I believe it was back in 2012 when I started interviewing people for my blog. I did the first interview for my personal blog on duskic.com. Then on my business blog, over at whoapi.com/blog. After that, I started this website webmaster.ninja and posted a few interviews here as well. It was a humbling experience because some of these people are multimillionaires, some are true rock-stars in their industries, and some share that one simple piece of advice that magically doubles your income!
Since it’s been a few years, I thought it would be a good idea to create a condensed post with a list. If for no other reason, then so that I can reflect and see what advice I picked up over the years. I am sure you are going to be able to find a few tips yourself.
I first reached out to Joel via Twitter, and he was super nice about it. This was back in 2012 before I pitched 500 Startups and found out I would live in Silicon Valley for 4 months. Turns out Joel and Leo Widrich were also there at the time, and I ended up meeting Joel in person! If you read the interview with Joel, you can see right in the title that he is focused on customer happiness. After the interview Joel also became huge on transparency, so now (and for the last few years) Buffer’s numbers are public!
Focus on customer happiness! –Joel Gascoigne
Joel Gascoigne is the Founder and CEO of Buffer, a social media app that helps you with scheduling your posts. According to Baremetrics, they are making around $1.54M per month in revenue every month.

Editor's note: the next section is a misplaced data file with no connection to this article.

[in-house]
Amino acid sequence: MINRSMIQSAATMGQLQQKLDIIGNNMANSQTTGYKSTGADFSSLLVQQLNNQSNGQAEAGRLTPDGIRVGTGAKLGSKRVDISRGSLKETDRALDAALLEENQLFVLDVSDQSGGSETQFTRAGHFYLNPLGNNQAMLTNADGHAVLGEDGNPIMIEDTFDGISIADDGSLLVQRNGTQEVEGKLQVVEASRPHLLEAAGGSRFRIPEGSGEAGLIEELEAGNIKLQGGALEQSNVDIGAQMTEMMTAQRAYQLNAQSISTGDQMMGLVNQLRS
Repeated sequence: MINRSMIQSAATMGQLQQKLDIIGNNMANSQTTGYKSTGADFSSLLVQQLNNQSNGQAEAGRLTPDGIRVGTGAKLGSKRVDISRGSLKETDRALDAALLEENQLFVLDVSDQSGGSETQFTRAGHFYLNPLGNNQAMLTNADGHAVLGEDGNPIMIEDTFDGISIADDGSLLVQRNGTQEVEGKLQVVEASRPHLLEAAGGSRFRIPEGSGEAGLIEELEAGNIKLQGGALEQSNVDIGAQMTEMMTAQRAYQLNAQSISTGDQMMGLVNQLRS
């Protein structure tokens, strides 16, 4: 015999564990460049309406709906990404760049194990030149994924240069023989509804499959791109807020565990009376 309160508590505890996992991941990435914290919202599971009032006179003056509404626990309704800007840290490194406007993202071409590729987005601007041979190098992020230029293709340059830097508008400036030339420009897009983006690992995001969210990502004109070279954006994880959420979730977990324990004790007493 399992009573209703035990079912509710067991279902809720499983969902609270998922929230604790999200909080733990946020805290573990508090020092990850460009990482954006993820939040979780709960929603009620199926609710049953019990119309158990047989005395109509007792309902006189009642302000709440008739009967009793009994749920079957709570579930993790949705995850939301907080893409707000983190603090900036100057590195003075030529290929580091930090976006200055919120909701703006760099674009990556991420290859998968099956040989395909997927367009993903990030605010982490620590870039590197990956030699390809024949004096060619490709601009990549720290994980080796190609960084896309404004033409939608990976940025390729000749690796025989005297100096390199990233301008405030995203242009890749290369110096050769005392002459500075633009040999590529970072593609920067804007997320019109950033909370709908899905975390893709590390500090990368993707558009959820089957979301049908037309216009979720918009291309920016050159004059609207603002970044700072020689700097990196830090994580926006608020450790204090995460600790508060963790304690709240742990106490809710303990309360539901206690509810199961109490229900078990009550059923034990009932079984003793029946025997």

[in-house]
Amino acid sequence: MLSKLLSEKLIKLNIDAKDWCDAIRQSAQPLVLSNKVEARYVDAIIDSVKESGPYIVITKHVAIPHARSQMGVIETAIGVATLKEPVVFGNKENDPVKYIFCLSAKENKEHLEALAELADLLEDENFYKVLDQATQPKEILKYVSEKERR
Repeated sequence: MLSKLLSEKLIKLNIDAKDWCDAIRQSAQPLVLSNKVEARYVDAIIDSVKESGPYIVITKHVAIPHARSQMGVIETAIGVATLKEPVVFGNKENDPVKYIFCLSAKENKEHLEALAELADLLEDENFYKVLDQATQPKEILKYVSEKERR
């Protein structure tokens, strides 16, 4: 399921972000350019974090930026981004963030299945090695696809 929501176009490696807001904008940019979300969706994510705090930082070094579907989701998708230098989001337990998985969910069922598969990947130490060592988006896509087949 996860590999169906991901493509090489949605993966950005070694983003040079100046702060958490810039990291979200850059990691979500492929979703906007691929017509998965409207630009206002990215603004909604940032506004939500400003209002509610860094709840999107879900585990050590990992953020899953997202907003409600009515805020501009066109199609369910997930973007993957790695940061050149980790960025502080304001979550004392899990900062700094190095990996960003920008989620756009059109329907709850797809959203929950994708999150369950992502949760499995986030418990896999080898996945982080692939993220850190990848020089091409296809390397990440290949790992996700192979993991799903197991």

I met Sasa at a local meetup when he was with agency Five and startup Shoutem. Companies he co-founded and helped build together with Viktor Marohnic but left a few years later. What I learned from Sasa’s interview was that he had years of experience before making any success and that they started hiring people only when it started to hurt. (Meaning they couldn’t do the work themselves, and they could afford some help).
Hire for growth! –Sasa Sarunic
Sasa Sarunic is the CEO of Five by five since September 2013 (a company he started after leaving agency Five) and a co-founder at Agent Cash (now Floe). According to Crunchbase, Techstars is an investor with Agent Cash.
I reached out to Mr. Mendelson when I was doing investor outreach and wanted to get in touch with Foundry Group. Among many high-profile investments like Moz, they invested in technical and API companies such as Full Contact (I interviewed their CEO Bart Lorang as well, check below). More importantly, their team venture partners (like Brad Feld) are very tech-savvy. Jason’s advice stood the testament of time.
Jason Mendelson is a co-founder and a partner at Foundry Group an early-stage technology venture capital firm. They invested in Moz, Full Contact, Yesware, and others.
Before Jason, I interviewed Ben Coe. I heard about his startup attachments.me from one of our clients’ domain registry .me. I reached out and the result was that interview. I am sad to report that his startup went under, (Foundry Group and Jason invested around $2M according to Ben’s LinkedIn profile), but these things do happen. Even successful startups miss several near-death situations.